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Warren Harding fell in love with his beautiful neighbor, Carrie Phillips, in the summer of 1905, almost a decade before he was elected a United States Senator and fifteen years before he became the 29th President of the United States. When the two lovers started their long-term and torrid affair, neither of them could have foreseen that their relationship would play out against one of the greatest wars in world history--the First World War. Harding would become a Senator with the power to vote for war; Mrs. Phillips and her daughter would become German agents, spying on a U. S. training camp on Long Island in the hopes of gauging for the Germans the pace of mobilization of the U. S. Army for entry into the battlefields in France.
Based on over 800 pages of correspondence discovered in the 1960s but under seal ever since in the Library of Congress, The Harding Affair will tell the unknown stories of Harding as a powerful Senator and his personal and political life, including his complicated romance with Mrs. Phillips. The book will also explore the reasons for the entry of the United States into the European conflict and explain why so many Americans at the time supported Germany, even after the U. S. became involved in the spring of 1917.
James David Robenalt's comprehensive study of the letters is set in a narrative that weaves in a real-life spy story with the story of Harding's not accidental rise to the presidency.
Customer Reviews (39)
Facinating look at a presidental love affair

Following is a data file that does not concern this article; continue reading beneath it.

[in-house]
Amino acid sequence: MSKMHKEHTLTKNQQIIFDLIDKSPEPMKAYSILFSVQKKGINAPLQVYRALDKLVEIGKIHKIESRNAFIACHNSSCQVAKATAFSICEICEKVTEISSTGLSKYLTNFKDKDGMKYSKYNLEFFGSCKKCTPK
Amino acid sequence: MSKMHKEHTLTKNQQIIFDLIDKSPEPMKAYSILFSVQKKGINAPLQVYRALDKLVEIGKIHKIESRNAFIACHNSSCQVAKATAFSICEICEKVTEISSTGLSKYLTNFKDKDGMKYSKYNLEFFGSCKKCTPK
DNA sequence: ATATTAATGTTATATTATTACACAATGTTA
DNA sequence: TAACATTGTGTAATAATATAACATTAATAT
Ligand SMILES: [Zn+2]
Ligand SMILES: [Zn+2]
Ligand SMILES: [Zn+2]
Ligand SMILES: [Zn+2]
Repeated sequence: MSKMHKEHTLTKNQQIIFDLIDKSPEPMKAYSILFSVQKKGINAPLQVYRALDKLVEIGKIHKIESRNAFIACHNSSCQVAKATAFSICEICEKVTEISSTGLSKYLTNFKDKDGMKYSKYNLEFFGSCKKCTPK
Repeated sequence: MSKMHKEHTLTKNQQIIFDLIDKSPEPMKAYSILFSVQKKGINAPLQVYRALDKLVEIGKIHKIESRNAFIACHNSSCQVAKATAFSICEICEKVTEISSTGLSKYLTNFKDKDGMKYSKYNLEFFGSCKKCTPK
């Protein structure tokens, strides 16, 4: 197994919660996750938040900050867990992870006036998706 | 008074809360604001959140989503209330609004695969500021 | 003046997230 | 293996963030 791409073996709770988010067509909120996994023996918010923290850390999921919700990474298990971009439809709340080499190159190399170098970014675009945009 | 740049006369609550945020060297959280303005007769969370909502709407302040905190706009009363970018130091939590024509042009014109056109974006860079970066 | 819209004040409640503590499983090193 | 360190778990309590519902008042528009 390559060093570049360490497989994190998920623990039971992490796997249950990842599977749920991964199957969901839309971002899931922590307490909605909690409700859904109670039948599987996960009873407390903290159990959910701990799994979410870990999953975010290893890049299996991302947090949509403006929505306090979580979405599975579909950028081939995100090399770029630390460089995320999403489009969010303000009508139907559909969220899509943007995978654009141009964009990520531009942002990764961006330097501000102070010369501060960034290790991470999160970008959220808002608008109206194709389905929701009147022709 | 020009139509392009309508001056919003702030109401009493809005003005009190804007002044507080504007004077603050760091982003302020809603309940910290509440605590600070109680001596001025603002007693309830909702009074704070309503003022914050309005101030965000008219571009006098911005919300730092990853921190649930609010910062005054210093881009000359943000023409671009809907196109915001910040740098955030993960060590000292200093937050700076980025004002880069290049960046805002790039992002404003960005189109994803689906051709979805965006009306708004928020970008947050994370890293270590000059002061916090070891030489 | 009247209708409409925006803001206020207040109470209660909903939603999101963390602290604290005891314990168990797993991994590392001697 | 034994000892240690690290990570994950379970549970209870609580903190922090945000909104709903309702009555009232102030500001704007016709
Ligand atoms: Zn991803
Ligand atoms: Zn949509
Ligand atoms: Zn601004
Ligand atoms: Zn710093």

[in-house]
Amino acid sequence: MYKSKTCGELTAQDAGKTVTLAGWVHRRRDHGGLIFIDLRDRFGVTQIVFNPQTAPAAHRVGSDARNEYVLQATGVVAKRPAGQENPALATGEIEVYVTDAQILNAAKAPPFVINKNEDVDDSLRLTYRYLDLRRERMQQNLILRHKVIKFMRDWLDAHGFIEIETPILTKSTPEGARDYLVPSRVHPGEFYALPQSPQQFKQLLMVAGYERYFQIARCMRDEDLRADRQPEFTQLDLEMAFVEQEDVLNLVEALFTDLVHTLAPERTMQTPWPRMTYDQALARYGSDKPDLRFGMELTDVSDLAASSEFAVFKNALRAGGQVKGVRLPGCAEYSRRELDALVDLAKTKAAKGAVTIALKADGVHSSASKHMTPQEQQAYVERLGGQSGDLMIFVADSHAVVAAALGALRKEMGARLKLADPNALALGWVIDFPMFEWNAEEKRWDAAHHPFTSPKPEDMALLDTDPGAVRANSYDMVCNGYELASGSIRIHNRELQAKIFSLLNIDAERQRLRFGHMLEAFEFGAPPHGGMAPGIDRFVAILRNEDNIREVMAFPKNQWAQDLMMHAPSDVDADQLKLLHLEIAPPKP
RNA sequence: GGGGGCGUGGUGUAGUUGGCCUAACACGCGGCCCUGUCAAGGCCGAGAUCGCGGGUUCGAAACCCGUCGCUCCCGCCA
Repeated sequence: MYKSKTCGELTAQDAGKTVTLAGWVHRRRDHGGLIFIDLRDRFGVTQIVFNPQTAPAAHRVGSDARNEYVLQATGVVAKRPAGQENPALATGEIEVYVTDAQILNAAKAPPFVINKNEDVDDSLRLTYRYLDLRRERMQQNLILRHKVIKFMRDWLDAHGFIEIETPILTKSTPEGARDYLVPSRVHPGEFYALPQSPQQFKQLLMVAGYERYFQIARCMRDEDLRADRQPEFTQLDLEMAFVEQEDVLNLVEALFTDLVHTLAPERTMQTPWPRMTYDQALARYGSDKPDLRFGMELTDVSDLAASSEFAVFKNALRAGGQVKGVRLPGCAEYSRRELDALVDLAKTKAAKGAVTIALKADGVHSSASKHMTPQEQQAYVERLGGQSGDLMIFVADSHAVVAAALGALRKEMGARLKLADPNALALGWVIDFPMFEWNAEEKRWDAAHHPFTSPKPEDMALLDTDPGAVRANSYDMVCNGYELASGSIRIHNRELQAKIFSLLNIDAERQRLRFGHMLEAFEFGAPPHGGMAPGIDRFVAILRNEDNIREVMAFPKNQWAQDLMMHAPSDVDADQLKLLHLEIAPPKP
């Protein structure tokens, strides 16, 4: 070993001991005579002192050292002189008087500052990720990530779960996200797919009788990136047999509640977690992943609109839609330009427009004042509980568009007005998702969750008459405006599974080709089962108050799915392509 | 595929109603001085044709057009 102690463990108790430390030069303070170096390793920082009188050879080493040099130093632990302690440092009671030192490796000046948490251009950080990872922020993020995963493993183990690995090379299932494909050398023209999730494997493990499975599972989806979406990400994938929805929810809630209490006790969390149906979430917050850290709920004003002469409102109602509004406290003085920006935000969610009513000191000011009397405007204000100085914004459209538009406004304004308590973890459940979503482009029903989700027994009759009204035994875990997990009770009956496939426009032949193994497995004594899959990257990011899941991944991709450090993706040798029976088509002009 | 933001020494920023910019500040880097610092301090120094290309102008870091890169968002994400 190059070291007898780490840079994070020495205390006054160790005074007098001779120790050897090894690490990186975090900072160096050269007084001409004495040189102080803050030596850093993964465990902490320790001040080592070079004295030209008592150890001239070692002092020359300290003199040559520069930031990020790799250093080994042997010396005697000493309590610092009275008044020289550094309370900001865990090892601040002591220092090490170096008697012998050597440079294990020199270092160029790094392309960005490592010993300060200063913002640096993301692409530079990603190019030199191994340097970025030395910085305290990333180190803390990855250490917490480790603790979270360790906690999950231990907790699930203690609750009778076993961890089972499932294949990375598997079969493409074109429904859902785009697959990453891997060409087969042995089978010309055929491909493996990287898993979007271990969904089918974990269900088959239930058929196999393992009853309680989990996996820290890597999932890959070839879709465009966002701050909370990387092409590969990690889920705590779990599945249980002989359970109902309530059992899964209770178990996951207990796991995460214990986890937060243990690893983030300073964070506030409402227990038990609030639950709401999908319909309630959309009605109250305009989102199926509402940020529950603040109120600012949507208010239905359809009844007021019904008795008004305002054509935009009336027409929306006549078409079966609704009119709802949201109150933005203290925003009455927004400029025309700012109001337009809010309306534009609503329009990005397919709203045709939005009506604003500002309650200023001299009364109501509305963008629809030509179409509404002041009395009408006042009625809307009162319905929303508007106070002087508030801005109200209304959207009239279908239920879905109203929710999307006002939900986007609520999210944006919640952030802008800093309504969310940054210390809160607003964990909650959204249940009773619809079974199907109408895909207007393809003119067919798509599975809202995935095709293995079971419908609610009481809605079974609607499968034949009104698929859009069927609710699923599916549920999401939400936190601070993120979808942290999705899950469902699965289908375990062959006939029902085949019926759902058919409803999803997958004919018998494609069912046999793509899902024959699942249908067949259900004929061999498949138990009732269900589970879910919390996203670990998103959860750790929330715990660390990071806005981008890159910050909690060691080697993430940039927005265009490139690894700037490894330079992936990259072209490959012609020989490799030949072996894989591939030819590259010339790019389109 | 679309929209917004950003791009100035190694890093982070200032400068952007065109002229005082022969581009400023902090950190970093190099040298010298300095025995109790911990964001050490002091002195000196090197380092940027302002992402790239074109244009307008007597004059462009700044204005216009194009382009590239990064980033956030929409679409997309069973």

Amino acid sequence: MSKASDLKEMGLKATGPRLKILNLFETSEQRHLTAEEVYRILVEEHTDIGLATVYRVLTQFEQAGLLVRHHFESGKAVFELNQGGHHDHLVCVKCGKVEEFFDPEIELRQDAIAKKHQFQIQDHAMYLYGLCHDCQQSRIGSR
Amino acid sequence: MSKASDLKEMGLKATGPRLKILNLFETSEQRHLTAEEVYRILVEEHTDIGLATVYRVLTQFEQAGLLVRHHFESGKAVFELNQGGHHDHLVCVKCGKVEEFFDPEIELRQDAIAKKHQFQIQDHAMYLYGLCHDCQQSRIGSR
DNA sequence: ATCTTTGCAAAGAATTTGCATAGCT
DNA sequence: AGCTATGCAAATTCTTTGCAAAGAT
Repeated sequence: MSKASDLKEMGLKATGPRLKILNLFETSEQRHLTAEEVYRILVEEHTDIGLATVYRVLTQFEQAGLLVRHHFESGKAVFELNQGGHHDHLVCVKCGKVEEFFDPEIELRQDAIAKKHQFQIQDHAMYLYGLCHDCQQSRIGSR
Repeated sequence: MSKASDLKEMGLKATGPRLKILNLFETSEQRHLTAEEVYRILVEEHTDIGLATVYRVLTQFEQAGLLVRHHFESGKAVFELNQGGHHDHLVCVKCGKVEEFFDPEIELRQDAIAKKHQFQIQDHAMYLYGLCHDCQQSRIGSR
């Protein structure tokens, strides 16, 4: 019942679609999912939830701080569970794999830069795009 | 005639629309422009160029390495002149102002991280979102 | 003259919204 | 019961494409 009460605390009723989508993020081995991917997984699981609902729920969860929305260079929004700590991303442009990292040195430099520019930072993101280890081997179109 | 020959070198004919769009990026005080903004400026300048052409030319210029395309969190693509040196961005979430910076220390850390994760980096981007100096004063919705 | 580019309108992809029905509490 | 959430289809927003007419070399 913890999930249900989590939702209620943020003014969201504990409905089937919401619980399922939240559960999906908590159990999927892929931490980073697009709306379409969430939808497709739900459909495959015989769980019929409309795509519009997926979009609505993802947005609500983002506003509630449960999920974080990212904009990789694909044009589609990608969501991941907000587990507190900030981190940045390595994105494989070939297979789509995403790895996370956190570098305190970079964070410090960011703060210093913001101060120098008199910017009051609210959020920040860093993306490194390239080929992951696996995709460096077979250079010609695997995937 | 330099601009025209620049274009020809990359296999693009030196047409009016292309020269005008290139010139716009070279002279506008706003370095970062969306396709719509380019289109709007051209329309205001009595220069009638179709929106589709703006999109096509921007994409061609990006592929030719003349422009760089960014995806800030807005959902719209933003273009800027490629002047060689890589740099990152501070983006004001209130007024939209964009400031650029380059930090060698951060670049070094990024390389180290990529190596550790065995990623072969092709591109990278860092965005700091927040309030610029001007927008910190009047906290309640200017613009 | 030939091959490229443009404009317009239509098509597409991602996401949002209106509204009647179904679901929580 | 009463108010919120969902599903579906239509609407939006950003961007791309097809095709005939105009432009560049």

Newly disclosed love letters between President Warren G. Harding and the woman he loved, long time mistress Carrie Phillips open the view to a tawdry and little known part of Harding's life.Often in the bottom portion of presidential rankings, these letters shed light on Harding's obsession.The object of his affection, Phillips may have had ties with German intelligence, certainly she was a German sympathizer. Phillipsused her wealthyfather's home with a close proximity to a local Army base to seek the company of youngofficers and others.The local Postmaster observed letters from Phillips to her father and a local navy man and alerted the Ohio Bureau of Investigation.Soon the affair was no longer secret.The woman threatened to blackmail Harding when it appeared he might be the a nominee for president.These letters are not necessary to judge Harding a weak president...he chose less than qualified cabinet members and seldom spoke on any issues of import.The letters probably give more insight into how he actually felt on the nation emerging post World War II.Reading the details of his love affair may actually embarrass the reader....and raises the question what part the press may have played in overlooking his indiscretions. This is an eye opener.
What Puritans we have all become!
Look at that upright downright stalwart fellow on the cover of the book! Doesn't he look like a splendid and admirable character, worthy to be a president of the United States? Don't let him fool you. Harding's behavior makes Bill Clinton's sexual fun and games look like no more than a wink and a smile. It must have been a lot easier in Harding's day to keep your secrets secret.